Plaintiff called defendant again in September 2009, stating that the leak had once again reappeared. Defendant offered to "come out and take a look at it," but plaintiff said she had "brought another roofing company out to give estimates and . . . that they said that it was done improperly." It appears that the estimates identified the ridge vent*fn2 and the valley flashing as the sources of the problem.

Defendant challenged the estimates plaintiff presented, claiming that the ridge vent had been properly installed and "has been up there for over five years now. It has not leaked. It's been working perfectly fine." Defendant acknowledged that "[s]omething's leaking," but claimed that the ridge vent was not the problem because it is "completely not [in] the same vicinity" as the bathroom.

Defendant also disputed the estimates which said that the valley flashing was the problem, because he had replaced it completely. Again, however, defendant acknowledged that "[t]here still is the same leak."

Defendant further challenged the amounts of the various estimates, characterizing two as "super, really high estimates," which he believed were provided by plaintiff's "family members." He acknowledged that "the lower estimates are more in line to replace the ridge vent and both valleys[,]" but again protested that neither item needed to be replaced.

The court rendered its decision at the conclusion of the testimony. It found no dispute that the parties had entered into a contract for an addition and "implicit in [that contract] was . . . the addition would not create any leaks." The court also found not "much dispute that there have been leaks over a long period of time, which [defendant had] attempted to remedy." The court noted that plaintiff "has a right at some time to say . . . I have to try to get remedies from somebody else[,]" and to sue defendant for damages because there was no other way "to get relief[,]" and concluded that it was "pretty evident that there is a continuing problem that has not been remedied."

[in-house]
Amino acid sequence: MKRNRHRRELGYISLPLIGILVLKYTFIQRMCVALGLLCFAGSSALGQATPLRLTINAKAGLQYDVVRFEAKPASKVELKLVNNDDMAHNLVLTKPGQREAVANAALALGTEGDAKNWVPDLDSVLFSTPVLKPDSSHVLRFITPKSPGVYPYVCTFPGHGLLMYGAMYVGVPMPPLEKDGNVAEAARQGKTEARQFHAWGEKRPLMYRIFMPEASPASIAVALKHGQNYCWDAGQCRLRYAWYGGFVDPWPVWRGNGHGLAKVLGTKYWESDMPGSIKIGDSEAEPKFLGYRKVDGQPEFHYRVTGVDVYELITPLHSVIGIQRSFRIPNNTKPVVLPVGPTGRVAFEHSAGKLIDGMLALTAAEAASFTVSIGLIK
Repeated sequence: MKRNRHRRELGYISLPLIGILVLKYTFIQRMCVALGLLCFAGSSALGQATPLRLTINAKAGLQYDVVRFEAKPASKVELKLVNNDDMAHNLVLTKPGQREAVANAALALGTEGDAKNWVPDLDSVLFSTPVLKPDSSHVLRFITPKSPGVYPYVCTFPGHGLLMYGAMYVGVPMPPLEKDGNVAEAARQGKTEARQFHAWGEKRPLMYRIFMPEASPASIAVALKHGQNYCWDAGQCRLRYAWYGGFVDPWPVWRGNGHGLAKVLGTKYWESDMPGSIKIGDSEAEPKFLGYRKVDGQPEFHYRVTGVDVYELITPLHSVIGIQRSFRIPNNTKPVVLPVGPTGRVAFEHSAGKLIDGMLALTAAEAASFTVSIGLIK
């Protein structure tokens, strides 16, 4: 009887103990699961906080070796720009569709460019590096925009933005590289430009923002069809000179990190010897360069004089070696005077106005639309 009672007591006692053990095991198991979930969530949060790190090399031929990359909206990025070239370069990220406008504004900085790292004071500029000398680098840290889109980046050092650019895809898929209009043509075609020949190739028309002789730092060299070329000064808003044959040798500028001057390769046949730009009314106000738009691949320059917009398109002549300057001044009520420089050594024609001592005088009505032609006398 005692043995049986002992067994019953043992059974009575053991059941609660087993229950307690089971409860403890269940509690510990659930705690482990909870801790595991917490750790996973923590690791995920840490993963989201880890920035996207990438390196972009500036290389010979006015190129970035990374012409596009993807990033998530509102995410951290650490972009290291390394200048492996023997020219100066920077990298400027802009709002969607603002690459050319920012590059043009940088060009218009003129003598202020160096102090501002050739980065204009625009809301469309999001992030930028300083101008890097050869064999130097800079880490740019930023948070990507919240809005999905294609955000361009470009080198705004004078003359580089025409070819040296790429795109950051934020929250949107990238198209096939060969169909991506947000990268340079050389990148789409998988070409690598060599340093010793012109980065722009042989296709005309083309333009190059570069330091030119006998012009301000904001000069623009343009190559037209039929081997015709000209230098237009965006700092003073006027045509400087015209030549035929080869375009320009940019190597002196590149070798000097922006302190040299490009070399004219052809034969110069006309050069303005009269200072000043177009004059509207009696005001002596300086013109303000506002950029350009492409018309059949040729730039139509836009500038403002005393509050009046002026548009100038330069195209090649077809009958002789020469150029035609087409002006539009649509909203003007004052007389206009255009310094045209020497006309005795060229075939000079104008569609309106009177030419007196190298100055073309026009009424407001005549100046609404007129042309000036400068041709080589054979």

In assessing damages, the court noted that plaintiff's estimates "are kind of all over the place." Plaintiff agreed. Nonetheless, the court concluded that "fair damages, considering all the information [plaintiff] has given me . . . is the sum of $2,000."

On appeal, defendant contends that the estimates "constituted inadmissible hearsay[,]" and that he did not have the opportunity to object to the admissibility or to challenge the contents of those estimates. Defendant further contends that plaintiff's failure to offer expert evidence was fatal to her case.